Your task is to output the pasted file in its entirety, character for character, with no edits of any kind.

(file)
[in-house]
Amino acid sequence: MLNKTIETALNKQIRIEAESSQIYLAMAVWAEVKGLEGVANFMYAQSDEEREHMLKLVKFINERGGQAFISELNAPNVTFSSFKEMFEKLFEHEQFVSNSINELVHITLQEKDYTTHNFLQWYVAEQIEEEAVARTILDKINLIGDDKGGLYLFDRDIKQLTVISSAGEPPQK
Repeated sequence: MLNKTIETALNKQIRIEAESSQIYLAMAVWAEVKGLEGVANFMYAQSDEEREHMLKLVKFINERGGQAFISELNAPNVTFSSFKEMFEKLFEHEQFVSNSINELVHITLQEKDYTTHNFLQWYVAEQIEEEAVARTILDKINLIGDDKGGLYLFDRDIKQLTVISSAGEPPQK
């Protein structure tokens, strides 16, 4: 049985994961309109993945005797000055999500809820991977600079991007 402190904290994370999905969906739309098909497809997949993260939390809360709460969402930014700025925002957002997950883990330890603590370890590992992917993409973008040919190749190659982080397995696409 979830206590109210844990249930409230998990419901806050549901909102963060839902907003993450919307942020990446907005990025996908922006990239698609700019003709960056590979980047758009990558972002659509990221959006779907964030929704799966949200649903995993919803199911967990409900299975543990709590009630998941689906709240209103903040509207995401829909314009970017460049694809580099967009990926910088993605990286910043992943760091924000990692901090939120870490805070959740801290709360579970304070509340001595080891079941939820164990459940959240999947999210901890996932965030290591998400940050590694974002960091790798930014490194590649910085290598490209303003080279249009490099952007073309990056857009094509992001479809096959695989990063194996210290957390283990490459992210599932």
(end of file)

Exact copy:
[in-house]
Amino acid sequence: MLNKTIETALNKQIRIEAESSQIYLAMAVWAEVKGLEGVANFMYAQSDEEREHMLKLVKFINERGGQAFISELNAPNVTFSSFKEMFEKLFEHEQFVSNSINELVHITLQEKDYTTHNFLQWYVAEQIEEEAVARTILDKINLIGDDKGGLYLFDRDIKQLTVISSAGEPPQK
Repeated sequence: MLNKTIETALNKQIRIEAESSQIYLAMAVWAEVKGLEGVANFMYAQSDEEREHMLKLVKFINERGGQAFISELNAPNVTFSSFKEMFEKLFEHEQFVSNSINELVHITLQEKDYTTHNFLQWYVAEQIEEEAVARTILDKINLIGDDKGGLYLFDRDIKQLTVISSAGEPPQK
């Protein structure tokens, strides 16, 4: 049985994961309109993945005797000055999500809820991977600079991007 402190904290994370999905969906739309098909497809997949993260939390809360709460969402930014700025925002957002997950883990330890603590370890590992992917993409973008040919190749190659982080397995696409 979830206590109210844990249930409230998990419901806050549901909102963060839902907003993450919307942020990446907005990025996908922006990239698609700019003709960056590979980047758009990558972002659509990221959006779907964030929704799966949200649903995993919803199911967990409900299975543990709590009630998941689906709240209103903040509207995401829909314009970017460049694809580099967009990926910088993605990286910043992943760091924000990692901090939120870490805070959740801290709360579970304070509340001595080891079941939820164990459940959240999947999210901890996932965030290591998400940050590694974002960091790798930014490194590649910085290598490209303003080279249009490099952007073309990056857009094509992001479809096959695989990063194996210290957390283990490459992210599932």